Holy Wisdom

We left off last week with me sprawled in the Street of the Satellite Dishes, while my ankle swelled up like a misshapen pear. A couple of guys came running out of a nearby shop hauling a stool, insisting that I haul myself up on it because, as my sister translated, if I kept sitting on the curb, where I had managed to drag myself so far, I would get "sick in my rear."

Apparently sitting on cold stone or concrete, in Turkey, causes diarrhea.

A couple of days later, my sister had found me a jaunty red cane and I convinced her that the Hagia Sofia, the Great Church of Holy Wisdom, was a must see on my list before we left for the village.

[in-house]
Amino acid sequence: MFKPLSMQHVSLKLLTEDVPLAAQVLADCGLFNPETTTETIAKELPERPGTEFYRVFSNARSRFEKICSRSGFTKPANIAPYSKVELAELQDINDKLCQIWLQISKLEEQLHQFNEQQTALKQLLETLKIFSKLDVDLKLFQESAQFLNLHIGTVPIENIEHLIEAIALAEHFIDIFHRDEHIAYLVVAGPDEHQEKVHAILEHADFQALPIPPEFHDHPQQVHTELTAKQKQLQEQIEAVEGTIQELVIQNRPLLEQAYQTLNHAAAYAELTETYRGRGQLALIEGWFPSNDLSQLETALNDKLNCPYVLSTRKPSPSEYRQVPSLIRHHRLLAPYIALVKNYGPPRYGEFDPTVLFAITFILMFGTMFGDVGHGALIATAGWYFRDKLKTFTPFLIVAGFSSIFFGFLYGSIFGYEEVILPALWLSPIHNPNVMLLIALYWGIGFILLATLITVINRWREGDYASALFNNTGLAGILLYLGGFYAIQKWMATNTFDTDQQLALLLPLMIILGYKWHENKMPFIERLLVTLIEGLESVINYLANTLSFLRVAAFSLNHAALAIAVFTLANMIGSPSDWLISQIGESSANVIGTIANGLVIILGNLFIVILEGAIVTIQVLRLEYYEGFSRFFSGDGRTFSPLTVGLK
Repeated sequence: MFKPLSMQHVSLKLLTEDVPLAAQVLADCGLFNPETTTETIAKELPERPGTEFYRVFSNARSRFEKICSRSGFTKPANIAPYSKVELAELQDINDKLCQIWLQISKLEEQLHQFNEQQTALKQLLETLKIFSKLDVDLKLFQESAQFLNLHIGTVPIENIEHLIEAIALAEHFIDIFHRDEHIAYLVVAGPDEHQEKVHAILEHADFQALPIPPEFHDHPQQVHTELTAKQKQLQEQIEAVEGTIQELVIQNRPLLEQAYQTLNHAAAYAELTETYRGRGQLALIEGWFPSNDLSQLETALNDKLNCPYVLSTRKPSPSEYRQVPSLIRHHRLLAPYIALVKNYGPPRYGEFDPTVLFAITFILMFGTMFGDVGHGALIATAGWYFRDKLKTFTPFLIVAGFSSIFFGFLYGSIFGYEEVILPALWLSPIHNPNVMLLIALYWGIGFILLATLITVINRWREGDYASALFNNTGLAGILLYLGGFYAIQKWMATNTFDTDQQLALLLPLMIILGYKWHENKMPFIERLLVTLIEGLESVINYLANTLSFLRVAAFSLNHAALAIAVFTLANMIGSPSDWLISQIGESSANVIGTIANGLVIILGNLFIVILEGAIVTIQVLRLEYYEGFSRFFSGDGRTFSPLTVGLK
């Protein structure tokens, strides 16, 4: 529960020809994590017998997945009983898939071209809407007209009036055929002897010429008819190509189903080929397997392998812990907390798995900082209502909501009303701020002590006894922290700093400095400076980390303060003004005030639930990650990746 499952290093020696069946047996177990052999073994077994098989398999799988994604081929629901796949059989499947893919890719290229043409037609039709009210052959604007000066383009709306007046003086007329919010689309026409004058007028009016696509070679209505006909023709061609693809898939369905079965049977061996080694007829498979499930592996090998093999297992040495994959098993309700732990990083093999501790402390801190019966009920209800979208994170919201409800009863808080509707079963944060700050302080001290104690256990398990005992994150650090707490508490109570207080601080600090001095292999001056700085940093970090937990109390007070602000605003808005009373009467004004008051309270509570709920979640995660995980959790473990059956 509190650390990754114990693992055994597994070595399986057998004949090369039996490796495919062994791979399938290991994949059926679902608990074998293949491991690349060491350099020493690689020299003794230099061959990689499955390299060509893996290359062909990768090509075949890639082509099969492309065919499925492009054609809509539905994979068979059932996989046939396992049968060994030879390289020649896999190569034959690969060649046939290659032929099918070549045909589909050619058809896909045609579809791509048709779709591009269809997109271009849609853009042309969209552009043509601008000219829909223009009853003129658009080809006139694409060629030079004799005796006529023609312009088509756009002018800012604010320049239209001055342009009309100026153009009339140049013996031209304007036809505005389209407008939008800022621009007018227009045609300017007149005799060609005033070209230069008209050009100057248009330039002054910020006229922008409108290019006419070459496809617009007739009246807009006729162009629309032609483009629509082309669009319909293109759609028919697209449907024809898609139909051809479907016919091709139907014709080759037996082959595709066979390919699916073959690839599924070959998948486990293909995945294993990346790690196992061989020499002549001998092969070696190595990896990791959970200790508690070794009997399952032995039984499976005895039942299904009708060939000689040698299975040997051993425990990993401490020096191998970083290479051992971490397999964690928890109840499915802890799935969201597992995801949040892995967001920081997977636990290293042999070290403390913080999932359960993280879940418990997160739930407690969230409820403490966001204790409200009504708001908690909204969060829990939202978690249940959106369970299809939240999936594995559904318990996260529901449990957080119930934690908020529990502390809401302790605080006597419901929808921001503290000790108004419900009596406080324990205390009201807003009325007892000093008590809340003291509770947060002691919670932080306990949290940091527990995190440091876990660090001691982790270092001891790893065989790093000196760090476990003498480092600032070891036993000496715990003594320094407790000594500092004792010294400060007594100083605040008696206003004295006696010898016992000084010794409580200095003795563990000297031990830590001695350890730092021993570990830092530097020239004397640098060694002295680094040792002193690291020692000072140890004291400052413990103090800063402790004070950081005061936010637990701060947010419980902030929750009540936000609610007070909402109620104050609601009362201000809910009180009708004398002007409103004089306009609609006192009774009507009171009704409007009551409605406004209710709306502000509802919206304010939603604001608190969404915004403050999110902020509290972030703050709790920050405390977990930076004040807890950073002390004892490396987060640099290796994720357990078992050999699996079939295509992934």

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The Sofia was dedicated in 530 A.D. Can you imagine being one of the first, just arrived from the countryside, to walk through its doors?

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Imagine the brilliance of these mosaics when new:
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The Hagia Sofia contains within its walls vestiges of human belief from ancient times. There are columns here from the great Temple of Artemis at Ephesus, one of the Seven Wonders of the Ancient World. The angels of Christendom float between the arches. And a golden mihrab points the way to Mecca.

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The gallery is accessed by ramps that horses can climb, I presume for hauling building materials. But what a place from which to view 1,500 years of history!

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